Two die after refugee boat set alight
By CNN's Grant Holloway
SYDNEY, Australia (CNN) -- Tragedy has again struck after a boat carrying asylum seekers bound for Australia sank after it was reported to have been deliberately set on fire.
Two women died and 160 people had to be rescued after the boat was sabotaged after being intercepted by Australian Navy and Customs vessels on Thursday, defense officials say.
The women were thought to have drowned after the burning boat had to be abandoned.
A defense department document on the incident, seen by CNN, says the asylum seekers had deliberately destroyed the vessel to prevent the navy returning it to Indonesian waters.
"That this was a deliberate action by the PII (potential illegal immigrants) is reinforced by the fact that they all wore lifejackets," the document says.
It said an Indonesian-flagged vessel, the Sumbar Lestari, had ignored warnings from the navy patrol boat HMAS Wollongong to turn back and entered Australian waters.
The boat was then boarded by navy personnel who had to negotiate barricades erected by those on board.
"On boarding the Sumbar Lestari, a fire was discovered and the ship subsequently abandoned," the document says.
"HMAS Wollongong and ACV Arnhem Bay began immediate rescue operations.
"During the rescue operations, two women were recovered from the water unconscious with no pulse."
The latest incident comes as accusations fly in Australia over whether the government misled the public over claims an earlier boatload of asylum seekers had deliberately thrown their children overboard in order to blackmail the navy into taking them to Australia.
The government had used the incident politically to reinforce its tough new stance on asylum seekers, but conflicting claims from Australian naval officers suggest no such actions occurred and that the government had been misinformed.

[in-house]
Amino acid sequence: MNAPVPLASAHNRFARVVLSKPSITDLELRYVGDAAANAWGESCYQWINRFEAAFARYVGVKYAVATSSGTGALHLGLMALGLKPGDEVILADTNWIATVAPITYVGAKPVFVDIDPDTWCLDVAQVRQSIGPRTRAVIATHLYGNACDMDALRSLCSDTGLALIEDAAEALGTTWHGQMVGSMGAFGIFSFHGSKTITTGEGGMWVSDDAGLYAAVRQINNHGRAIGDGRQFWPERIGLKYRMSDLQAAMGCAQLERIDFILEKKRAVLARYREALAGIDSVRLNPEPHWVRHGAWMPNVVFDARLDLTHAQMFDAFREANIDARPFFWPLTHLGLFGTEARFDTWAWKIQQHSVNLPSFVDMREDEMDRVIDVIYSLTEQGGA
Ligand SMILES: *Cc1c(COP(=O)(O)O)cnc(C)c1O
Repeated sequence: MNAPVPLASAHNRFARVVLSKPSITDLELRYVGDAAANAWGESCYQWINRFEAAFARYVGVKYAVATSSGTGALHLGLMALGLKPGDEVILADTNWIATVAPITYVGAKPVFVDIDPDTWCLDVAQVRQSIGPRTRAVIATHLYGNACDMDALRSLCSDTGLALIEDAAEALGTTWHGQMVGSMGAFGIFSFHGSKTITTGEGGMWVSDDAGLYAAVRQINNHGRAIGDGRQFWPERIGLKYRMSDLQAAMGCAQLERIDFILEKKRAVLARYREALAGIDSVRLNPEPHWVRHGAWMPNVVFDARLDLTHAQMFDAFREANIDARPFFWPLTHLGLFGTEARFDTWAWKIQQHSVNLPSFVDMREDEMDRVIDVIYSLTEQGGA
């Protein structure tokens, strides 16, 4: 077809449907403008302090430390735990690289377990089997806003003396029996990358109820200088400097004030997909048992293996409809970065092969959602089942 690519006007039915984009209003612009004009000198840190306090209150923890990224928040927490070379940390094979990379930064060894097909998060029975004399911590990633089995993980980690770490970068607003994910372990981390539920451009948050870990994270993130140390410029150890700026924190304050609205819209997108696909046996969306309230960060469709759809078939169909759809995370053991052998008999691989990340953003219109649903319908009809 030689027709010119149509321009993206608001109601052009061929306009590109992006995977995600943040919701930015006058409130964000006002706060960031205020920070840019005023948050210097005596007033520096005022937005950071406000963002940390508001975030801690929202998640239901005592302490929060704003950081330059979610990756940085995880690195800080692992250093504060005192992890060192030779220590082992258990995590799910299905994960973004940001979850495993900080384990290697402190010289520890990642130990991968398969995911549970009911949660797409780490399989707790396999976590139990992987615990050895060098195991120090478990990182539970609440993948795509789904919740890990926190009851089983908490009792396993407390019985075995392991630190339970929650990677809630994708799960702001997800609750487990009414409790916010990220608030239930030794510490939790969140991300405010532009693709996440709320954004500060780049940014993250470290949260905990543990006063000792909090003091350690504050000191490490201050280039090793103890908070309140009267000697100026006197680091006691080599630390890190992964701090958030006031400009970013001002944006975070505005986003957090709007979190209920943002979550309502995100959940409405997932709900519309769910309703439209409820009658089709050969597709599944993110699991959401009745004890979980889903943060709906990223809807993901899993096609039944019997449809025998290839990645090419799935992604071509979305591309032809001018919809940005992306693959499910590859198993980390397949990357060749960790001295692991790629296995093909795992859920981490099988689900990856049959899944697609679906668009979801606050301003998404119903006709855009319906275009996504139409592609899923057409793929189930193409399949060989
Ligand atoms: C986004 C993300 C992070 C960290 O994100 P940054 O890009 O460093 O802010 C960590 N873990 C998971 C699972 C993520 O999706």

The release of a navy video that the government had earlier said supported the child-throwing claims proved inconclusive, although it did clearly indicate the boat was distressed and sinking and that those on board had to abandon the vessel.
The government, which faces an election on Saturday, adopted the electorally popular zero-tolerance stance on illegal immigration in mid August after a Norwegian freighter, the Tampa, attempted to bring rescued asylum seekers to Australian territory.
The government's policy of turning away boat people -- which has bipartisan support from the opposition Labor party -- has attracted a phalanx of high-profile detractors within Australia as well as international condemnation.
Senior religious leaders, academics and political figures from all sides of politics have voiced their concern over the stance which they say is inhumane and damaging to Australia's international reputation.
The U.N. Association of Australia and the Australian Council for Overseas Aid have begun a community pledge calling for a "constructive and transparent debate about Australia's obligations to protect asylum seekers under the 1951 Refugee Convention".
The pledge also calls for "an end to misleading rhetoric which exaggerates the situation affecting Australia and promotes anxiety amongst Australians".
The number of boat people arriving illegally in Australia has risen to about 5,000 a year, a trickle by international standards but a jump on a few hundred just five years ago.
The Refugee Action Coalition on Friday linked the latest tragedy to the government's hard line policies.
Coalition spokesman Ian Rintoul told the Australian Broadcasting Corporation the asylum seekers were desperate people fleeing persecution so it was not surprising they would take desperate measures to get to safety.
Rintoul said the government should take responsibility for the consequences of shutting the door to asylum seekers.
"If they weren't trying to turn the boats around, if they were prepared to recognize their international obligations, these people would be accepted and processed as asylum seekers," he said.
"But the more the government tries to maintain this ridiculous border protection policy, the greater the number of casualties we're going to see."
More than 350 asylum seekers drowned three weeks ago when an overcrowded vessel destined for Australia sank in Indonesian waters.
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